Can you use a home cell booster in your RV?

Well you can… but you probably shouldn’t. Home boosters, even this inexpensive FlexPro booster from SureCall, really work best in a home environment. It provides excellent coverage for a small home or office in an inexpensive package, and is ideal for people who don’t want or need to boost 4G signals. It’s also perfect for Sprint users who won’t benefit from a 4G booster anyway. But it’s probably not the right choice for an RV.

The FlexPro is a very powerful booster especially considering the price range it’s in. Unlike other boosters in its price range it offers a full 65dB of boost which is 100 times more powerful than other manufacturers’ 45dB boosters. That’s good news for home, but it’s the very reason that it’s not right for an RV. It’s just too powerful.

Remember that in order to get the maximum power from a cell booster, the outdoor antenna should be mounted 15 feet or more from the indoor unit. Practically speaking, this is pretty hard to accomplish in an RV. It might “just” be possible to put the booster itself up near one end of the RV and put the antenna near the other end. At that point, though, you’re providing cell boost for not only you but all the other cars in the near vicinity. If you’re in traffic you could be providing a lot of service to a lot of people. Why should you care? Because there could actually be enough people attached to your cell booster that you, yourself get kicked off it.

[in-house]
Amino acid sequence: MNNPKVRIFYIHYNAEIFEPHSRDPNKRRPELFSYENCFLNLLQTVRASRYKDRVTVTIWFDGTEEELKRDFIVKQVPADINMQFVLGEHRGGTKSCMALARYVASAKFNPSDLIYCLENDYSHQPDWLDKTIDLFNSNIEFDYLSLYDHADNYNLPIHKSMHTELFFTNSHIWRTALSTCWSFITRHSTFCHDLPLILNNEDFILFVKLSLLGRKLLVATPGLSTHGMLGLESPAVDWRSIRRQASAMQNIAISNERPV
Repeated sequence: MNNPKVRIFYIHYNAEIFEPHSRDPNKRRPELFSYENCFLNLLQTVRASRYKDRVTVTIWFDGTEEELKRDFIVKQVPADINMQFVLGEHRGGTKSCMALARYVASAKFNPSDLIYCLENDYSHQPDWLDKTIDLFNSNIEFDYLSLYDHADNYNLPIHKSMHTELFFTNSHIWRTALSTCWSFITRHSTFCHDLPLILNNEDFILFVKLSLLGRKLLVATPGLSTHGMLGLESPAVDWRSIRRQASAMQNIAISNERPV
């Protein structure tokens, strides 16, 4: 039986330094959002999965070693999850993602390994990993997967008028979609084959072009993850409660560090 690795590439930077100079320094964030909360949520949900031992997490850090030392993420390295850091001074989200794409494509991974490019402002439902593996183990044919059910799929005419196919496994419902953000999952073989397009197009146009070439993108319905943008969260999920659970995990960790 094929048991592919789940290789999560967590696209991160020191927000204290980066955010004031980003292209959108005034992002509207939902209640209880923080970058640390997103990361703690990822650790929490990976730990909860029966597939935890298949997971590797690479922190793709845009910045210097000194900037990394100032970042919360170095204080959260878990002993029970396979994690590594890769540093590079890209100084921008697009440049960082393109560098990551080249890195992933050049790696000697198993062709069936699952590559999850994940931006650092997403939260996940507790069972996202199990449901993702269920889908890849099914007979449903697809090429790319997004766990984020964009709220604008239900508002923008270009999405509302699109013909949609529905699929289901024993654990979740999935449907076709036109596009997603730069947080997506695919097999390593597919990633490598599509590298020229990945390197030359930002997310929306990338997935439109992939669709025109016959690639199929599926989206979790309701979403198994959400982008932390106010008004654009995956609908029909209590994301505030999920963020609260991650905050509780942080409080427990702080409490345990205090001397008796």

The best choice for almost every case is to put the right cell booster in your RV. There are plenty of choices, but one of the best is this Fusion2Go from Surecall. It’s not the cheapest unit on the market but it is so solidly designed that you’ll probably never have to worry about it. It also boosts LTE data which is probably just as important to your passengers as voice service. Once it’s permanently installed, it provides “just enough” boost for an RV with a low-profile antenna that won’t offer free cell service to the entire freeway. It’s perfect for practically any large vehicle and is designed to operate on 6V DC power or AC power depending on your installation.

This is definitely a case where you want to have the right hardware in place, so it’s worth the extra money to have a dedicated booster for your home or office and a separate dedicated booster for your RV or truck.

By the way, there are a lot less expensive alternatives for a vehicle like weBoost’s Drive 4G-S, but they’re designed for a single user and won’t cover an entire RV. If you just need something for the cab, this might be the right option for you.